Last week Rob divulged that he’s now the owner of a vintage 6” Craftsman jointer. Several of you congratulate his good fortune. – Editor
“I got a kick out of your article because I can relate! I have an old Atlas Press model 6001 jointer that works great. I’m nursing the knives, though, as a few of the set screws retaining the spacers and blades are seized. Just last week I sheared off the head of an Allen wrench trying to unscrew it. I have been curious about investing in a Shelix spiral cutterhead, but I am leery due to the price tag.” – Todd Allen
“I also was the beneficiary of a friend’s old Craftsman jointer. It’s a solid, heavy unit that seemed to cut pretty cleanly. Two caveats: 1) The porkchop blade guard is cast (aluminum?) and pretty brittle. Be sure it doesn’t hit the floor whenever you’re adjusting or replacing blades. Replacements are scarce and way overpriced when you can find one. 2) The fence is anchored at the end and subject to some deflection. Not a huge issue unless you’re trying to flatten a full six-inch board. Yours is newer than mine, so maybe they fixed that. One day my wife sent me a note that she had purchased my birthday present. Her only hint was that it was in the driveway and blue. We had been looking at new cars recently, but when I got home, no new car. She gave me her keys and suggested I check her back seat. There was a big blue box with Delta logo. She had been at Lowe’s and found they were selling out their stock of 37-190 jointers, which were their $399 floor-standing model. She got a deal, and I got a new jointer. It’s not a pro-quality unit, but it has served me pretty well for over 10 years. My son wants to buy an SCM convertible jointer-planer and may sell me his Powermatic HH unit, so I might be taking another step up soon. Enjoy the Craftsman. I love heavy old cast-iron tools.” – Draggman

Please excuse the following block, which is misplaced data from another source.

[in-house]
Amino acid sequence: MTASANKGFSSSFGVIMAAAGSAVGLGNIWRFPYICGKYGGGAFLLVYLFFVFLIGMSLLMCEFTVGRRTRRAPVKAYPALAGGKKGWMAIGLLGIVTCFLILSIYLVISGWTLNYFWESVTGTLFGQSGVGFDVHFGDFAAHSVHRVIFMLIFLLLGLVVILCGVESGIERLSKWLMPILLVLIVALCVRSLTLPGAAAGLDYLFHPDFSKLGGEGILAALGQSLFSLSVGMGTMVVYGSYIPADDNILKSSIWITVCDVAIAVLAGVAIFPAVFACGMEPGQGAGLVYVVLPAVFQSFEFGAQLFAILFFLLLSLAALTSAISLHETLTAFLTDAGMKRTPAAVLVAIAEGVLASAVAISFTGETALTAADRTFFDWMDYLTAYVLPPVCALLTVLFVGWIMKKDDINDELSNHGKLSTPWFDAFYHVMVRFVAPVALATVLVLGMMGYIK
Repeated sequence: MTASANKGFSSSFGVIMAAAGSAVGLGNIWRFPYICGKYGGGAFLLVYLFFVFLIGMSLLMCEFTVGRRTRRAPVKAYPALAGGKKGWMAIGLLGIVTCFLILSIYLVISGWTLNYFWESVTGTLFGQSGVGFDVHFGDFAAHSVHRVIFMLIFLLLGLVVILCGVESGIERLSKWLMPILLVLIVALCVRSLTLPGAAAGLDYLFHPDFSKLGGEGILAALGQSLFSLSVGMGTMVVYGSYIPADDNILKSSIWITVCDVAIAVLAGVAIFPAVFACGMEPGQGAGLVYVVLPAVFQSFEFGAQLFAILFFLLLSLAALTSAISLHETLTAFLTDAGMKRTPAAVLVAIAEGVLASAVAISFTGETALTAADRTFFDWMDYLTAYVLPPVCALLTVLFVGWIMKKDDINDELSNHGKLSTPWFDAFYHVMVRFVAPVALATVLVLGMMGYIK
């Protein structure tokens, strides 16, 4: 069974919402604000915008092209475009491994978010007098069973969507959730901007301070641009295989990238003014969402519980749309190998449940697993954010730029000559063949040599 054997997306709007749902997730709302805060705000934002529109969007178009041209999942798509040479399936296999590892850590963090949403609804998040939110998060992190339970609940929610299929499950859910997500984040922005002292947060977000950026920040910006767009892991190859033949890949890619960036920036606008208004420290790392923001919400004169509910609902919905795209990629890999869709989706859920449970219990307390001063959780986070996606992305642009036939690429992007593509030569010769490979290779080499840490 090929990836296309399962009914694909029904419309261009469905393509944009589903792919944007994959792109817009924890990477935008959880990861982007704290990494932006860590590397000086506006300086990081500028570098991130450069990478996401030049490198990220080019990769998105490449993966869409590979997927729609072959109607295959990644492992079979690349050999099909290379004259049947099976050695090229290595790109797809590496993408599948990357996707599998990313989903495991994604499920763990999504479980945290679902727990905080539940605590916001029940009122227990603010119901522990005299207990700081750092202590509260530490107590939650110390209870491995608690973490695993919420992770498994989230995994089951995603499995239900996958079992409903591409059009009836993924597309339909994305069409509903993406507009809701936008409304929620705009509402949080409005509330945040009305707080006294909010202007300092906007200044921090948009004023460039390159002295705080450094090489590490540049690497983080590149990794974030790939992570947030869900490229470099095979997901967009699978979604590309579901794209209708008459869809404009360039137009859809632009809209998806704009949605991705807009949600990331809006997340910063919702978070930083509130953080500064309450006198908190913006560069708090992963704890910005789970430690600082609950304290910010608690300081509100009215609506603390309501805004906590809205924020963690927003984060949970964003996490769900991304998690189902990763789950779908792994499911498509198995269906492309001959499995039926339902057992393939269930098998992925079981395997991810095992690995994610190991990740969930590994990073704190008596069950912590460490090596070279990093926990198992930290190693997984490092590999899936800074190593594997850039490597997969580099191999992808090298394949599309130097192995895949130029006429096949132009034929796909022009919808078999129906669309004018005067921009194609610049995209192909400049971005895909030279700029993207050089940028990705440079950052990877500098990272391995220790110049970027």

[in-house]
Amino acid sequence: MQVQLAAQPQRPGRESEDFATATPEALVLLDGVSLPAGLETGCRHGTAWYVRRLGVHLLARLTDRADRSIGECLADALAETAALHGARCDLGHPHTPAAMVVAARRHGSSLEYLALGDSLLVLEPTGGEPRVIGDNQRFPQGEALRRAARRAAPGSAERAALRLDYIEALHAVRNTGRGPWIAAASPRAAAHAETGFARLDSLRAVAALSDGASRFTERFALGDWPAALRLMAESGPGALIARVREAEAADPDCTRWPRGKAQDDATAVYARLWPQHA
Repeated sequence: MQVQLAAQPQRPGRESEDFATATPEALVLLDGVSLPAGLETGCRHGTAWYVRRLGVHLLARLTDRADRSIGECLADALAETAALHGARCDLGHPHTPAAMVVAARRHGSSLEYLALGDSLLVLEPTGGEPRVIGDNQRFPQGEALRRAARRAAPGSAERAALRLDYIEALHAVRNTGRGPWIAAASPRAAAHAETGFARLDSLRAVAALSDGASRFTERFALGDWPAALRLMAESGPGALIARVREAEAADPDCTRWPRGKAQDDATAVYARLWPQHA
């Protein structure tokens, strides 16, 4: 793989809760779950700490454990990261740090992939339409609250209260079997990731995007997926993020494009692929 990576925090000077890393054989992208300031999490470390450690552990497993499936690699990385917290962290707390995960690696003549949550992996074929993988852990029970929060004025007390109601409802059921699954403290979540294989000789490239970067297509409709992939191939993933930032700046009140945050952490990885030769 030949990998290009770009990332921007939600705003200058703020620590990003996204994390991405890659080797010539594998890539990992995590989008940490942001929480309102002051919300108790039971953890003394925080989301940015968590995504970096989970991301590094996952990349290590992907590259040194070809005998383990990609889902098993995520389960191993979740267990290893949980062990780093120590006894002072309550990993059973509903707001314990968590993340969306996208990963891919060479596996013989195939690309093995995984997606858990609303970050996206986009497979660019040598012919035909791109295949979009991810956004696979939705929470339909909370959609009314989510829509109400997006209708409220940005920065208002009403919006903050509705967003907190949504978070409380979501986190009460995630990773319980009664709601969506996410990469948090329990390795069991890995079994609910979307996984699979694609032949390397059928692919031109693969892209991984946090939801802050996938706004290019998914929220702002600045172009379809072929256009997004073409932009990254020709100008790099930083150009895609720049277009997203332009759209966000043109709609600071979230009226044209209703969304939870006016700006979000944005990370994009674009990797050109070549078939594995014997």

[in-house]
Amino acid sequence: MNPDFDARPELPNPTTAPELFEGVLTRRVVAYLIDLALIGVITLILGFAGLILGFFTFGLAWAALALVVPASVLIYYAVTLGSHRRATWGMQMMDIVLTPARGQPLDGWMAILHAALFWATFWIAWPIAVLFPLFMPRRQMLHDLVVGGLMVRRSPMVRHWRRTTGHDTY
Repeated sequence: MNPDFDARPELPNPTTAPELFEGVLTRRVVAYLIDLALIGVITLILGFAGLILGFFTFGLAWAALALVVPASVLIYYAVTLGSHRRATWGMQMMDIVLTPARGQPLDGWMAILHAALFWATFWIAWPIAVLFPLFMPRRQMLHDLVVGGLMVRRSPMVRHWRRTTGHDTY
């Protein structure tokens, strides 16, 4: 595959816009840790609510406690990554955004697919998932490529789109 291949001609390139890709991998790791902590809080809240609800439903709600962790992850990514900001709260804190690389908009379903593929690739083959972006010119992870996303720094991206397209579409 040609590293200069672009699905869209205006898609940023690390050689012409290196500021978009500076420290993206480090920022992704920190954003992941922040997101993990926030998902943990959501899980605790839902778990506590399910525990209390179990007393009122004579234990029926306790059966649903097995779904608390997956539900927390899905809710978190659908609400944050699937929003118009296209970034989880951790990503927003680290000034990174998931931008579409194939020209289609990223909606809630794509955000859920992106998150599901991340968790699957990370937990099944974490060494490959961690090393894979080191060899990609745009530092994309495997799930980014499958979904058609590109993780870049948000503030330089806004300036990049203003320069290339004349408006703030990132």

“I have that same Craftsman jointer. I love it, but it does not have the blade cover. I also have a 1940 Craftsman drill press that I bought from my uncle’s estate. Craftsman built these tools to last.” – Mark Riffle
“I haven’t used my jointer for straightening much in the 50 years that I have been in business. I usually use my table saw for that. To do it, I first, put the curved edge against the fence and trim the other edge a hair. Then I turn it around and trim by the amount of gap on the curved side. If necessary, repeat steps one and two until all is straight. This is especially handy on heavy or long boards. I do like to use the jointer for tapering.” – Robert Galusha
“I’m still using my wife’s grandfather’s 1938 Craftsman lathe and a 1970s Delta-Rockwell table saw. Both just keep humming along. Thanks for sharing.” – John Chidester
“The picture of your ‘new’ jointer looks like the Craftsman jointer I inherited from my father. I have trouble keeping the belt pulley on the cutter head, other than that it works well for small boards. Great stuff. Thanks!” – Duane Mundt
“Your jointer looks in “like new” condition. Here’s my well-used, same model Craftsman as yours (see below). It was given to me by a friend in his 70s. It was his dad’s. It came mounted to an old rough-cut lumber saw horse. It is stout and I needed a way to move it around. So for the time being, I have it sitting on two small furniture dollies, which works. This thing is heavy! Then I touched up the blades, mounted the motor and painted the fence parts. The depth adjustment will creep back to 1/32” and then stay there. That is about the right depth of cut. But I need to fix that. I hope I can find parts, if needed. It works great and I enjoy it. You should get a lifetime or two of loyal service from yours.” – Charlie D.